Precise Mortgages has moved its buy-to-let applicant income criteria, Halifax has looked again at new build LTVs – a significant and important move – while Santander has looked at its applicant score.

Whisper it carefully but I’ve also spoken to two lenders about 95 per cent LTV lending at a sensible price at some stage in 2013.

These will all grow the cake. Remember the issue isn’t about demand – it is about ensuring people can access products to satisfy that demand. This is all encouraging.

None of these moves look likely to fall foul of the FSA sticking its nose into product design – do we really need a regulator to do that? – as it would be a considered and tempered reaction to growing confidence about the housing market.

Remember this is the first time post World War 2 that 95 per cent lending hasn’t remained available – hardly breaking the mould here are we?

It would appear that more informed people than I agree with me. Take the Association of Mortgage Intermediaries’ chief executive Robert Sinclair, another person who has had an excellent 2012, who along with the rest of colleagues in Ami recently outlined that brokers are back – best believe them then.

The only damp squib on the horizon is that I thought this would happen exactly 12 months ago. I was let down by the Euro crisis and some lenders speaking to me with forked tongues. This meant that I was getting to a similar level of frenzy only to be let down in February when prices rose around 0.5 per cent and criteria in the first three trading quarters of 2012 became even harder and more difficult.

Our time from offer to completion went out two weeks and it was hellish to get offers over the line.

So my suggestion is, if you prone to making similar pronouncement’s to Dad’s Army character Private James Frazer that “we’re doomed, doomed” – you know who you are – then you have until February 2013 to indulge yourself before we finally get the confirmation that any improvement has been made.

My own opinion is that the Funding for Lending Scheme changes the ground rules and means that there will be enough funding pricing benefit to lenders for net lending and that will increase liquidity in the marketplace. This is the key difference between now and then.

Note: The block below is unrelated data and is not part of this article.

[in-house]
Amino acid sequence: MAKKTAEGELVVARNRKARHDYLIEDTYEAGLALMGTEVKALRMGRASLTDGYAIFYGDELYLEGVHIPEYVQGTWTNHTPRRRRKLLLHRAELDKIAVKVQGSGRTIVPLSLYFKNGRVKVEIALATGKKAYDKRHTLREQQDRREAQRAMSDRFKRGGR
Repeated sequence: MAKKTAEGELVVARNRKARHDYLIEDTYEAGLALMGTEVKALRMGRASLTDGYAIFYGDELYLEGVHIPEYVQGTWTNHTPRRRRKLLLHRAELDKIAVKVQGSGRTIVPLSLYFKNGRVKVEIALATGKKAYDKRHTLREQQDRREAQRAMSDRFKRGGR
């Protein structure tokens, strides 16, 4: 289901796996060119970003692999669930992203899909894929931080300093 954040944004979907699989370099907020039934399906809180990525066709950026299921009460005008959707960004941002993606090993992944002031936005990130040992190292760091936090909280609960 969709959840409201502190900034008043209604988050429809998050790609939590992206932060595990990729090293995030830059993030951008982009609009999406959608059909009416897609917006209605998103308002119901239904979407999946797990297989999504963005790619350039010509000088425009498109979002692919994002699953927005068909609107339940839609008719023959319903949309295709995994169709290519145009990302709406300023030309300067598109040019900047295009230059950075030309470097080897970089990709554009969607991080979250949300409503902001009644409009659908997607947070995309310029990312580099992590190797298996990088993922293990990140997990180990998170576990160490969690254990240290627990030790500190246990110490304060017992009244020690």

I‘m looking forward, and expecting, a good strong pipeline going into 2013 and a better time ahead. I even have two lovely lenders who are predicting £150-155bn so it may be more than £24m reasons to be cheerful and if that isn’t enough to go out on and get ourselves some festive cheer then I don’t know what is.


UK policy: Kate Moss and short-termism

“Nothing tastes as good as skinny feels,” said supermodel Kate Moss, who is not often credited for her insights into policy making. Perhaps she should be. In politics, as in matters of diet, the course of action that is the best over the long term is often not the most desirable course of action in the short term. Add the instant gratification of the democratic electoral cycle and, instead of good policy making, you sometimes get the equivalent to a midnight binge in front of the fridge.

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The value of an investment and any income from it can fall as well as rise and you may not get back the amount originally invested. Forecasts and past performance are not a guide to future performance. Some information and statistical data herein has been obtained from sources we believe to be reliable but in no way are warranted by us as to their accuracy or completeness. These are Neptune’s views and as such this document is deemed to be impartial research. We do not undertake to advise you of any change to our views.


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  • kevin duffy 18th December 2012 at 7:37 pm

    well done stocko ; we’ll overcome the baa humbugs ! ….. sage advice also re containing a cost base in an improving market !! & to quote another DAD’s ARMY classic , these direct lenders ” wont like it up ‘ em ” .

  • G P Styles 17th December 2012 at 10:12 am

    With 83% of the mortgage data published for 2012 Nigel is still unsure of the gross lending market size in 2012 ( he estimates £135-£142bn). What bands should we put around his 2013 estimates based on very limited data? … I would suggest very large.